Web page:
Carefully go through the following question types. These are the standard work rate problems that you would encounter in your GMAT Exam.
In questions where individuals work at different speeds, we typically need to add their separate rates together. Make sure you keep your units straight. This doesn’t mean wasting time and writing each and every one out, but rather simply recognizing their existence. Note that when working together, the total time to complete the same task will be less than BOTH of the individual rates, but not necessarily in proportion. Nor, are you averaging or adding the given times taken. You must add rates.
Q) A worker can load 1 full truck in 6 hours. A second worker can load the same truck in 7 hours. If both workers load one truck simultaneously while maintaining their constant rates, approximately how long, in hours, will it take them to fill 1 truck?
The rate of worker #1 is 1 truck/6 hours. This can also be 1/6 trucks/1 hour. The rate of worker #2 is 1/7. When together, they will complete 1/6 + 1/7 trucks/ 1 hour.
1/6 + 1/7 = 6/42 + 7/42 = 13/42 trucks/1 hour. Remember the question is asking for the number of hours to fill 1 truck, NOT the number of trucks completed in 1 hour. To find this, we find the reciprocal of 13/42.
42/13 hours/truck = 3 3/13 hours/truck.
At this point, we may not be able to decide between (D) or (E). However, the decimal is important. Because the denominator is 13, we know the decimal cannot equal .25. We can also see that 3/12 will yield .25, so 3/13 will be slightly lower. Choice (E).
Planes, trains and automobiles. Sometimes walking. Objects moving at given speeds on the GMAT usually travel toward or away from each other. When moving at an angle, we may be looking at a geometry question. If moving toward or away from each other, we can add their speeds to see their relative velocities. If moving in the same direction, we instead subtract their speeds to find the relative velocity. Again, be careful of units.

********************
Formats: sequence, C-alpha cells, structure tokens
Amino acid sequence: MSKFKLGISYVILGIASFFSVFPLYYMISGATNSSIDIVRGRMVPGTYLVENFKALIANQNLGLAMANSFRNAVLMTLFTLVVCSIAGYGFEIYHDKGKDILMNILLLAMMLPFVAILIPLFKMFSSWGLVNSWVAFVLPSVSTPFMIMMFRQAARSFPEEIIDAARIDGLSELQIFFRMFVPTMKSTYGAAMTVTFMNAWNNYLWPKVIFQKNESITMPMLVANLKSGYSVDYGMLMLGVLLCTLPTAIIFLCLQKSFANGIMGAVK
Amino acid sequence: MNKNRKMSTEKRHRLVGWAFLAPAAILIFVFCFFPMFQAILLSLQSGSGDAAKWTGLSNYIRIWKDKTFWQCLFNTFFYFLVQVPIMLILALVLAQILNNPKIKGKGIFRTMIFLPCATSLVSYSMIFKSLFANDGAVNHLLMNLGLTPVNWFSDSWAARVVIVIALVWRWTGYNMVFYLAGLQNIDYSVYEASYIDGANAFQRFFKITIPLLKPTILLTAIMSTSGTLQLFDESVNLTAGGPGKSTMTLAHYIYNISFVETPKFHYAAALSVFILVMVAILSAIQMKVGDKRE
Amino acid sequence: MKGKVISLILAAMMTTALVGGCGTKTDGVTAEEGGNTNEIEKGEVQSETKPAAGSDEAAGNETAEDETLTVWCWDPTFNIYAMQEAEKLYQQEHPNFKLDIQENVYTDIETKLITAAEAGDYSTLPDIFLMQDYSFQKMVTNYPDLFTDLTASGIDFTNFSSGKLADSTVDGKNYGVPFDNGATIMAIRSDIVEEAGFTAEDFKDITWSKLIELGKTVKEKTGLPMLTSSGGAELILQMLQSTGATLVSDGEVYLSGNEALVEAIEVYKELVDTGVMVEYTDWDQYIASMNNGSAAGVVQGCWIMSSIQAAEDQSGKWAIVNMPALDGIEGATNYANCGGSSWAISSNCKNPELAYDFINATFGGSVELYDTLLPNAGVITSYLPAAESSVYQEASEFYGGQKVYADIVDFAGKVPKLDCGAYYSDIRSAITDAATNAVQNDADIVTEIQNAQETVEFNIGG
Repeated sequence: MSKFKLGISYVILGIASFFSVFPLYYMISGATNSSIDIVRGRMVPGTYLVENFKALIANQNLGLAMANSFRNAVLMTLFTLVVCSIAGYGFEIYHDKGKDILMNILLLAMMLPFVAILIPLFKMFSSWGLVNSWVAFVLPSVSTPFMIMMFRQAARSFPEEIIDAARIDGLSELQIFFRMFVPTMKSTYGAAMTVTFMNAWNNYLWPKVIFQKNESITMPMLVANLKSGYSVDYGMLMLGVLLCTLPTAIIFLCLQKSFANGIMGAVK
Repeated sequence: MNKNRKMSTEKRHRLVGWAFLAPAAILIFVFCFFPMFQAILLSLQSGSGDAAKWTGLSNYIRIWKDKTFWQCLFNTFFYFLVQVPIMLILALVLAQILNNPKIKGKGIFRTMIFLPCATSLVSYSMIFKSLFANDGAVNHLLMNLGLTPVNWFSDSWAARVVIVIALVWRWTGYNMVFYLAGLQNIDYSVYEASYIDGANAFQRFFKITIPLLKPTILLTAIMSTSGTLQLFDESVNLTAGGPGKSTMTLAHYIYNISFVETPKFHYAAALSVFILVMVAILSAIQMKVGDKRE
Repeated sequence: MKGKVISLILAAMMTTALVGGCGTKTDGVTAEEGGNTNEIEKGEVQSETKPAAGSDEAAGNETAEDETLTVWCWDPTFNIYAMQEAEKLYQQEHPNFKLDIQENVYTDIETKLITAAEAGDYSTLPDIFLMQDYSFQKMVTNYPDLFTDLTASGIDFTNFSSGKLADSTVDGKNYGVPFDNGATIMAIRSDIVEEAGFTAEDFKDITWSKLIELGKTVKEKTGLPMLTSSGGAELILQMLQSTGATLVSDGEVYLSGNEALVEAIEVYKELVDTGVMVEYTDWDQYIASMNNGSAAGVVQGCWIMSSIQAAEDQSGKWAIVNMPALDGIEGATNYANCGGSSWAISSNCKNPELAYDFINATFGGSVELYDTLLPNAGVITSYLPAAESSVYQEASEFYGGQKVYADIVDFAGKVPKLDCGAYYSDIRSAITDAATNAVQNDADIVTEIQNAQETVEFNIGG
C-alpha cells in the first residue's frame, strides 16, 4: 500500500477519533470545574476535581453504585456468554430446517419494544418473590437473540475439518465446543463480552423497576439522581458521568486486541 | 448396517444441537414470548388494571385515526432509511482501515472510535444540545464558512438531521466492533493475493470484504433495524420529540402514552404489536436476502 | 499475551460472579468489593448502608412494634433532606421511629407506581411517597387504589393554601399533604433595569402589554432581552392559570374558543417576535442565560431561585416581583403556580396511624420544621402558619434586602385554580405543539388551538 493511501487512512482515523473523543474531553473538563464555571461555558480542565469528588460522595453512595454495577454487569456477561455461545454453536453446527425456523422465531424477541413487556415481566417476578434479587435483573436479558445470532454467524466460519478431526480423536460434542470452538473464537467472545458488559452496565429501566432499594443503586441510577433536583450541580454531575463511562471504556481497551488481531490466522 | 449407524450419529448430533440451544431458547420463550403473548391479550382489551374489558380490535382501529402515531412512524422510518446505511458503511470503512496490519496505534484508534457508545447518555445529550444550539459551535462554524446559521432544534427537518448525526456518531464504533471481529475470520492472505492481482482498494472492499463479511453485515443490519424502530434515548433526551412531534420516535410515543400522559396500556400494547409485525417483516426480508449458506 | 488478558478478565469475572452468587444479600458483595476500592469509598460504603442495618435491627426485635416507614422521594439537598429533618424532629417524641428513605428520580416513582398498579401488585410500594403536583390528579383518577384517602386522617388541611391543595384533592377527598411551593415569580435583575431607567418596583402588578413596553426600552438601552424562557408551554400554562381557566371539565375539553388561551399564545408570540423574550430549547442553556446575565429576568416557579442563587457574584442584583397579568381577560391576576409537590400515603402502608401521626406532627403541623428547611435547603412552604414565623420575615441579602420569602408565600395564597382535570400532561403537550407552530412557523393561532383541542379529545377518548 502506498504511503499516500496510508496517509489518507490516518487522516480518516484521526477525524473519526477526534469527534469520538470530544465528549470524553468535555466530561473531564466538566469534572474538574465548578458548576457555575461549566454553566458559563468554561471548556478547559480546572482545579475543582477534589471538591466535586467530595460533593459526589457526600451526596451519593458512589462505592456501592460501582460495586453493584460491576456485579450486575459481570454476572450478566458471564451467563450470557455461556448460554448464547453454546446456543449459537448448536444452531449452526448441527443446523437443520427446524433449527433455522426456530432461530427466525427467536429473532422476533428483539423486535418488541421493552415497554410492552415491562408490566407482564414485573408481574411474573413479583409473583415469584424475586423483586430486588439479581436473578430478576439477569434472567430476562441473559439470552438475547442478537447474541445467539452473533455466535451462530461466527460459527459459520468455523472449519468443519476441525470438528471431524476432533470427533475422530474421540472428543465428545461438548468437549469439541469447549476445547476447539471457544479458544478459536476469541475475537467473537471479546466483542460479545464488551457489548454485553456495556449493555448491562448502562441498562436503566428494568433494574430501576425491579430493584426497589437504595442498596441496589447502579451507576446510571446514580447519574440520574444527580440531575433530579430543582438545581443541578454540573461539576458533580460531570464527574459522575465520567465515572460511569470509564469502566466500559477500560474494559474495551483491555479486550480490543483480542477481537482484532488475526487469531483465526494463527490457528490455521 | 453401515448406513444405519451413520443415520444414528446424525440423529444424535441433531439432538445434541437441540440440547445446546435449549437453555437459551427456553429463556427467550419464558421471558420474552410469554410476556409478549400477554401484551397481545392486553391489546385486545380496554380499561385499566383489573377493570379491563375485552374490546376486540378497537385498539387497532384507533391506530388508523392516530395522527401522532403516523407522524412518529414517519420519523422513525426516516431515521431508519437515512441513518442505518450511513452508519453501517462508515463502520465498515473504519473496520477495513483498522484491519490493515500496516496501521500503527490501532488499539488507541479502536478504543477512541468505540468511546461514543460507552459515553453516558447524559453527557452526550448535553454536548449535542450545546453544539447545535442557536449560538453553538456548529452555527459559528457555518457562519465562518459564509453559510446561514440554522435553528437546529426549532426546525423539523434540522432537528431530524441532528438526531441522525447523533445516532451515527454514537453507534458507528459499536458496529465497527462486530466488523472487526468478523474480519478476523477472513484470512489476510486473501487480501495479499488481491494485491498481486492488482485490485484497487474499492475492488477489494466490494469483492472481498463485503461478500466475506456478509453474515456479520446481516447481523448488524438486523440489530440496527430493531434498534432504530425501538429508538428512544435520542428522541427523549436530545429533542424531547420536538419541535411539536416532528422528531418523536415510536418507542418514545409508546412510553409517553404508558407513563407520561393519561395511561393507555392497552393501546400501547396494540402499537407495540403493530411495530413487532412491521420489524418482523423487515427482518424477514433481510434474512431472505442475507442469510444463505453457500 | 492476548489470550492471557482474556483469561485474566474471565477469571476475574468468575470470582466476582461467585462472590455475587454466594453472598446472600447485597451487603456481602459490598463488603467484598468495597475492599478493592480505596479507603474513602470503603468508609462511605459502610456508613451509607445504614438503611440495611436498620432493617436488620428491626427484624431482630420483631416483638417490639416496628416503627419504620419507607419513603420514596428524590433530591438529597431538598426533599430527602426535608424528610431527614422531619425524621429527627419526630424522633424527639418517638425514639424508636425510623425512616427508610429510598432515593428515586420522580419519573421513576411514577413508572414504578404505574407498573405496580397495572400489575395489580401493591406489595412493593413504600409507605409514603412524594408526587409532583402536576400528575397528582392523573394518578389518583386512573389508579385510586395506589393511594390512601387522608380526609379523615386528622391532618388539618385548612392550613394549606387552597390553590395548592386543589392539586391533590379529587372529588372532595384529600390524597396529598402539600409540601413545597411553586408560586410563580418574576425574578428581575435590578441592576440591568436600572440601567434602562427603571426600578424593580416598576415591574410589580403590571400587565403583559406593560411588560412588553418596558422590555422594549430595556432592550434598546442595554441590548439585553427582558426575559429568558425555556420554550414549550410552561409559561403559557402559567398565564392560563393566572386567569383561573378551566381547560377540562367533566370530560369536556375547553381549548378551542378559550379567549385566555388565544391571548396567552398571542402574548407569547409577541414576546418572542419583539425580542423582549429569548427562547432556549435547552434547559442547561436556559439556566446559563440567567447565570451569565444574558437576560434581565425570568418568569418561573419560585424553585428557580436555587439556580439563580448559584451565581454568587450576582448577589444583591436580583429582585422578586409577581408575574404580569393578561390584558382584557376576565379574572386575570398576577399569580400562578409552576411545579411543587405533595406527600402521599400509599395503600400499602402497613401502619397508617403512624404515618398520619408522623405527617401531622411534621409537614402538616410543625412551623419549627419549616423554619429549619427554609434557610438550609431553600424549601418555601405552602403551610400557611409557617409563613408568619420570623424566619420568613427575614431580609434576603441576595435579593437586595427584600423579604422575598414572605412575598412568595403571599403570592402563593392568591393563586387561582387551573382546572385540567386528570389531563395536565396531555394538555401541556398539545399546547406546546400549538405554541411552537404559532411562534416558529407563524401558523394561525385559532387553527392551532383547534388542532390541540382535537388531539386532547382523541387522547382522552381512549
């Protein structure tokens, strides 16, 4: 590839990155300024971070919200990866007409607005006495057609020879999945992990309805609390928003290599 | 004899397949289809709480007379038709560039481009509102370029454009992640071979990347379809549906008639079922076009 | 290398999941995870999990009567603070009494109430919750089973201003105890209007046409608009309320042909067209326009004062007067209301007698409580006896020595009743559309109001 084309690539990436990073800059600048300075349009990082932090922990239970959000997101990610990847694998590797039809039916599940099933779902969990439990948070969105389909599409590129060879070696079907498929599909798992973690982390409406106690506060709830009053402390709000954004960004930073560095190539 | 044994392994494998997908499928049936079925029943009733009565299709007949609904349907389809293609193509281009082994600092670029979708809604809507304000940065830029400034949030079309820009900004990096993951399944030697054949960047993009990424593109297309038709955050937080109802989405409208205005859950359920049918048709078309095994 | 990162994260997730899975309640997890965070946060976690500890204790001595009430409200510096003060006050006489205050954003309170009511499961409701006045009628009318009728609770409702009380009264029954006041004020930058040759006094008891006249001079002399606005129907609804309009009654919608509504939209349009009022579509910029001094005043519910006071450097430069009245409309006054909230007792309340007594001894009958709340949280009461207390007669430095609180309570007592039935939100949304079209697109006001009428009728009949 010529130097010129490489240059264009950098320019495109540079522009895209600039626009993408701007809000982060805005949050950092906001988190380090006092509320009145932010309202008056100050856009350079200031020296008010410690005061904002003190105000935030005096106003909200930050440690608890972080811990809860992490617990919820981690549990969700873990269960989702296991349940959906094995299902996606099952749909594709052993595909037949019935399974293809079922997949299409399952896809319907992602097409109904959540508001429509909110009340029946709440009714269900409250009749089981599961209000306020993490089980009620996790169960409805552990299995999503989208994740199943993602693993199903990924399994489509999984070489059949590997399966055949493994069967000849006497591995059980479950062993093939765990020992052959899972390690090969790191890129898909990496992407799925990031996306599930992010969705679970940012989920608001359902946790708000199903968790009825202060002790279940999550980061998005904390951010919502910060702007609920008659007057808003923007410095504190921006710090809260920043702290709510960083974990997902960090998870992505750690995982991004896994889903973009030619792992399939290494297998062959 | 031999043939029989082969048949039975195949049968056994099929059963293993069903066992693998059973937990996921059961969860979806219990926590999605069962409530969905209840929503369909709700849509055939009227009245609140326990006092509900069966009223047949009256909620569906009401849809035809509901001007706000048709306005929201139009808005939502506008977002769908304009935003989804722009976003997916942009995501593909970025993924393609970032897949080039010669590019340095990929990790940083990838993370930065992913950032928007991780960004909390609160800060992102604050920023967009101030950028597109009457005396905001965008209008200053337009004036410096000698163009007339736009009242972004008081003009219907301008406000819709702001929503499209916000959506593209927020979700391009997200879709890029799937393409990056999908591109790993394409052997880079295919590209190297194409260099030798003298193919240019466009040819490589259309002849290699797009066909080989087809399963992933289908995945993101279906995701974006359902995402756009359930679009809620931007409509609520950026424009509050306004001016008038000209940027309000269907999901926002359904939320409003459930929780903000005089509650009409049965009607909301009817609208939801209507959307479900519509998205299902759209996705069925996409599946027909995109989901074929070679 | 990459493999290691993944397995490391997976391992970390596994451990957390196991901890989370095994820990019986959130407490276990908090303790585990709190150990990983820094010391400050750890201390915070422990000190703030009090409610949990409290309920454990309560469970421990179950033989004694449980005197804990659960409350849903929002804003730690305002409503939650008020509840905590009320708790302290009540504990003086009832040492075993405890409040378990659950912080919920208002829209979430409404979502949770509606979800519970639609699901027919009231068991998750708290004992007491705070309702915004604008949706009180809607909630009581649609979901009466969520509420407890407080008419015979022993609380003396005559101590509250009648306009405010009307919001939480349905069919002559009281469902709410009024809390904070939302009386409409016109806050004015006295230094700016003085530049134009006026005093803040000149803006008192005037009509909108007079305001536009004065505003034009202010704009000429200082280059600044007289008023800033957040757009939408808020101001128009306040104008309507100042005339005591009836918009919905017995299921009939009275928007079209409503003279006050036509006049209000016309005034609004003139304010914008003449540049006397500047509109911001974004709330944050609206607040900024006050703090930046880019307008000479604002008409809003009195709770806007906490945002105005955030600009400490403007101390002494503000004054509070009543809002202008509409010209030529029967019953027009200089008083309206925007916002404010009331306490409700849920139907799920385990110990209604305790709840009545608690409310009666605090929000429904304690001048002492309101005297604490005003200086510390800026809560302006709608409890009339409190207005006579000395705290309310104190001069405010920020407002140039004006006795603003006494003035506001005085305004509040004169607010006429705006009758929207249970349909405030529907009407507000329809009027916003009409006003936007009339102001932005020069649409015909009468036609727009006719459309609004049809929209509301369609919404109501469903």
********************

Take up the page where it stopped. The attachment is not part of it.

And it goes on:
Q) Train A traveling at 60 m/hr leaves New York for Dallas at 6 P.M. Train B traveling at 90 m/hr also leaves New York for Dallas at 9 P.M. Train C leaves Dallas for New York at 9 P.M. If all three trains meet at the same time between New York and Dallas, what is the speed of Train C if the distance between Dallas and New York is 1260 miles?
A. 60 m/hr
B. 90 m/hr
C. 120 m/hr
D. 135 m/hr
E. 180 m/hr
Relative to Train A, Train B’s velocity is 30 m/hr. This means that B will gain on A at a rate of 30 miles every hour. In the three hours from 6pm to 9pm, A gets to mile marker 180. To catch up the 180 miles, it will take Train B 6 hours. So when they all meet up, the time will be 3am, and they will be at mile marker 540. Notice that:
Train A = 9 hours at 60 miles/hour = 540 miles
Train B = 6 hours at 90 miles/hour = 540 miles
We can now tackle Train C, which has traveled the same time as B (6 hours), and traveled (1260 – 540) miles.
Rate of Train C = 720 miles/ 6 hours = 120 miles/hour. Choice (C).
Many times you may be asked to calculate the number of workers would be need to complete a certain task. Keep in mind that the number of workers (at the same efficiency) is inversely proportional to the amount of time it takes one to complete a given task. It may help consider the unit man-hours as the multiplication between workers and time, which is then compared to the work completed. For example:
Q) Three plows working at identical constant rates can clear 123 ft of snow per minute. At this rate, how much snow could 8 plows remove in 5 minutes?
Instead of man-hours, here we want to interact plow-minutes. Feet and minutes are already compared, so all we have to is add “plows” to the expression. If we divide 123 ft/min by 3 plows, we get:
123 ft/minute/3 plows = 41 ft/plow-minute
At this rate, if we want to increase minutes to 5 and plows to 8, we can simply insert these into the existing rate. Note the absolute rate does not change, since we are multiplying top and bottom by 40, so the value is constant.
41*40 feet / 40 plow-minutes = 1640 feet / 40 plow-minutes.
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